IBM Insight — Can IBM Deliver?

Julian Koski, Co-Founder and Chief Investment Officer, New Age Alpha
Apr 19, 2021 10:28:05 AM 6 min read

As we consider any stock, growth is always the key. In the case of IBM, many believe that growth has been the company’s weakness. Is this just human behavior at work? As other tech giants raced along during the pandemic rally, the venerable Big Blue didn’t appear to keep pace. Revenue continued to decline, just as it has over the past ten years and the stock, despite a sizable dividend, went nowhere. Of course, there is the chance that the stock became too cheap on a relative basis compared to peers such as Netflix or Amazon, whose models were practically built to withstand a nation stuck indoors. After all, even a poor company can be a good company at the right price. The Human Factor may have the answer.

The Human Factor measures the probability a company will fail to deliver the growth implied by the stock price. This may be caused by investors interpreting vague and ambiguous information in a systematically incorrect way. In IBM’s case, in which it effectively went nowhere, human behavior likely didn’t cause the stock to go sideways. But could it have kept the price too high?

Human Behavior’s Impact on IBM

  • IBM boasts a rich history, dating back to its formation in 1911. It helped in America’s war efforts, co-developed the first computer in 1944, and enjoyed a lofty status through the decades. In 1991 the company pivoted to become a primarily service-related company and, now, some believe the giant has the ability to transition into cloud computing.
  • If you ask a person on the street to name a blue-chip stock, chances are decent that many would name IBM—particularly if they are of a certain age. However, some observers believe that IBM’s “blue-chip” moniker left them long ago and that they’re, in fact, on their way to becoming obsolete. Who should an investor trust? The man on the street or a Wall Street pro?
  • The correct answer is, “neither.” At New Age Alpha, we seek to avoid the losers by using an actuarial approach similar to that used by the insurance industry. Put simply, we avoid the vague and ambiguous information. As of April 13, 2021, based upon IBM’s stock price and strictly the known financial information (financial statements, etc.), we believe there is a 97.0% chance that IBM will fail to deliver the growth implied by its stock price.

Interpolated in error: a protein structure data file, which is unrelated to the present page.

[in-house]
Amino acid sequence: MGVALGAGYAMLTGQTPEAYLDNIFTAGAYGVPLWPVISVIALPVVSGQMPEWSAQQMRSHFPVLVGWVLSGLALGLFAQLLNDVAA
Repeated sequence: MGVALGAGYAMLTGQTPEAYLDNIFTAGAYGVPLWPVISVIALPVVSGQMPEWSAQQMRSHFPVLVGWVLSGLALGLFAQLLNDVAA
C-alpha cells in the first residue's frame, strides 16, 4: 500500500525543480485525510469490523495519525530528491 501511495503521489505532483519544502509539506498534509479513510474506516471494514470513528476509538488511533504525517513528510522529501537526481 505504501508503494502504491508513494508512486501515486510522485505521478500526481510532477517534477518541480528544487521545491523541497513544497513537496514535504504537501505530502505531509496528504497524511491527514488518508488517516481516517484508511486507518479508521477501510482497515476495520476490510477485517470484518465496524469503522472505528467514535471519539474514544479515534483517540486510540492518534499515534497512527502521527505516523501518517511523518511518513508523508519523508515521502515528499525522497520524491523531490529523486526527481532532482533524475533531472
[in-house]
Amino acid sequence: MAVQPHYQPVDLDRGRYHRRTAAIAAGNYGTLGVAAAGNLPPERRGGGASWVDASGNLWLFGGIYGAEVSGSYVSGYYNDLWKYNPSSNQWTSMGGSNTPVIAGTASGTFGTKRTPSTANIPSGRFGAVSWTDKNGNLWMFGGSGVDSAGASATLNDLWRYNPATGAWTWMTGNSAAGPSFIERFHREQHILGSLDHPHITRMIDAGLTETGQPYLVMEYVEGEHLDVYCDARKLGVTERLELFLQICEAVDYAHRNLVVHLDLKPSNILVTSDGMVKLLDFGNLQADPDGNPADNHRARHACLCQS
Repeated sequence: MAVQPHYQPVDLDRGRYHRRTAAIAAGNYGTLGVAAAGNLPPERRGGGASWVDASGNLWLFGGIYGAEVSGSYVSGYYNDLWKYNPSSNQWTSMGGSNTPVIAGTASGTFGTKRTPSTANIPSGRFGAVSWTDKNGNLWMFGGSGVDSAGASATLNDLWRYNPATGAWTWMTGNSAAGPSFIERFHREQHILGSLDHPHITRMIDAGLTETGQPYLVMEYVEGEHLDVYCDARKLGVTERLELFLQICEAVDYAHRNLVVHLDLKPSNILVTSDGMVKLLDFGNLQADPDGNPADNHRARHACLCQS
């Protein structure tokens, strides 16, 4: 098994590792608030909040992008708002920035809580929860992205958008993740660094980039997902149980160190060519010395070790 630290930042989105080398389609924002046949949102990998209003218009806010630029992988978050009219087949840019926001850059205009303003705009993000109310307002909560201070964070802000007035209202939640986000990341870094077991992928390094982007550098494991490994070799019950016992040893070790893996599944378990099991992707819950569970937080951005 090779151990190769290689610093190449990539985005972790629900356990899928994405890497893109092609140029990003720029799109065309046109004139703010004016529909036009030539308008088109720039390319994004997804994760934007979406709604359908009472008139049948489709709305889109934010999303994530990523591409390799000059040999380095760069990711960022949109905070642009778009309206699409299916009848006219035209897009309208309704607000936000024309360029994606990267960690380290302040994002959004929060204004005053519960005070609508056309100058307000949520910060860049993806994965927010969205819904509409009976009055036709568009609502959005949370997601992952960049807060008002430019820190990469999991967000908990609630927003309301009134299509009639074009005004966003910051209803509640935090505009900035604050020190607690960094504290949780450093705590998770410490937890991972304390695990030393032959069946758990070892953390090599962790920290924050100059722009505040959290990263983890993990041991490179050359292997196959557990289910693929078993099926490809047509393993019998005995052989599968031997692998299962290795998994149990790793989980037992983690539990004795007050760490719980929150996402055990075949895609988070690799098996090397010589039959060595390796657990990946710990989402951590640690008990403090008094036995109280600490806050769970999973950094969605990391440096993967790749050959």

• With a Human Factor of 97.0%, we believe that IBM appears unlikely to deliver the growth implied by its stock price. Remember, the lower the Human Factor the more likely vague and ambiguous information has NOT been priced into the stock.

IBM's Position in its Industry

  • As of April 13, 2021, IBM had a worse Human Factor score than every one of its peers in the Information Technology sector. Whereas IBM had a score of 97.0%, the sector had a median Human Factor of 47.3%. The sector was comprised of 73 companies and IBM’s score put it dead last.
  • A similar situation holds true within its Industry Group. The median Human Factor of the Software & Services Industry Group is 34% and IBM placed last in that Group, as well.
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Past performance is not indicative of future results. Current and future results may be lower or higher than those shown. An investor utilizing the Human Factor may experience a loss. No client or prospective client should assume that any information presented in this article serves as the receipt of, or a substitute for, personalized individual advice from New Age Alpha or any other investment professional. All research and data are simulated and should not be considered indicative of the skill of New Age Alpha.

The accuracy of the Human Factor is materially reliant on the integrity of the information utilized in the calculations, including any assumptions and or interpretations made by the user about the data. Data discrepancies, and user assumptions, can all contribute to differing outcomes. The underlying assumptions and processes presented herein are subject to change. New Age Alpha reserves the right, in its sole discretion, without any obligation and without any notice, to modify the information contained in this material, or to correct any errors or omissions in any portion of this material at any time.

The Communications Services Sector and Industry Groups referenced in this insight is based upon the Global Industry Classification Standard (“GICS”), which is an industry taxonomy developed in 1999 by MSCI and Standard & Poor's for use by the global financial community. The GICS structure consists of 11 sectors, 24 industry groups, 69 industries and 158 sub-industries into which S&P has categorized all major public companies. 

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